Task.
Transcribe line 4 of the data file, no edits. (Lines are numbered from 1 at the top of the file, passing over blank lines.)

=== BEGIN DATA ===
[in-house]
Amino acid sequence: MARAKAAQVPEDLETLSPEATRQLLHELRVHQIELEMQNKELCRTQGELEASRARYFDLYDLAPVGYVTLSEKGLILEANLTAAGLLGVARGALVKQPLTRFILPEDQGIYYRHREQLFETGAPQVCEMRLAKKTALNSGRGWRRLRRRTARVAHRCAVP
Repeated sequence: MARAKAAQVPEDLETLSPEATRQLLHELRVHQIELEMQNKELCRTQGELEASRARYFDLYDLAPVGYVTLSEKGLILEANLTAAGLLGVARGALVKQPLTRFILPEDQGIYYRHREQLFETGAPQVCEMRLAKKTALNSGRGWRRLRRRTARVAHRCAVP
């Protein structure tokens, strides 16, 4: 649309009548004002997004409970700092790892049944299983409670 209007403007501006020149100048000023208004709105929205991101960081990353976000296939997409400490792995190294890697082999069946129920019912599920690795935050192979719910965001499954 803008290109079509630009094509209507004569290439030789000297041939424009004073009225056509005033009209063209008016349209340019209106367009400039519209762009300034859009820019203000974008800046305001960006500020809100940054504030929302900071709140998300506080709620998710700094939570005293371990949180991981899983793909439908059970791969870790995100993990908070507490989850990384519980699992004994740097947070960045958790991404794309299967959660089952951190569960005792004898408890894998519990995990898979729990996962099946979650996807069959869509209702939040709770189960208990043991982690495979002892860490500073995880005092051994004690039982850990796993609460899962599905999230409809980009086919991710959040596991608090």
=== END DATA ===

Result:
């Protein structure tokens, strides 16, 4: 649309009548004002997004409970700092790892049944299983409670 209007403007501006020149100048000023208004709105929205991101960081990353976000296939997409400490792995190294890697082999069946129920019912599920690795935050192979719910965001499954 803008290109079509630009094509209507004569290439030789000297041939424009004073009225056509005033009209063209008016349209340019209106367009400039519209762009300034859009820019203000974008800046305001960006500020809100940054504030929302900071709140998300506080709620998710700094939570005293371990949180991981899983793909439908059970791969870790995100993990908070507490989850990384519980699992004994740097947070960045958790991404794309299967959660089952951190569960005792004898408890894998519990995990898979729990996962099946979650996807069959869509209702939040709770189960208990043991982690495979002892860490500073995880005092051994004690039982850990796993609460899962599905999230409809980009086919991710959040596991608090």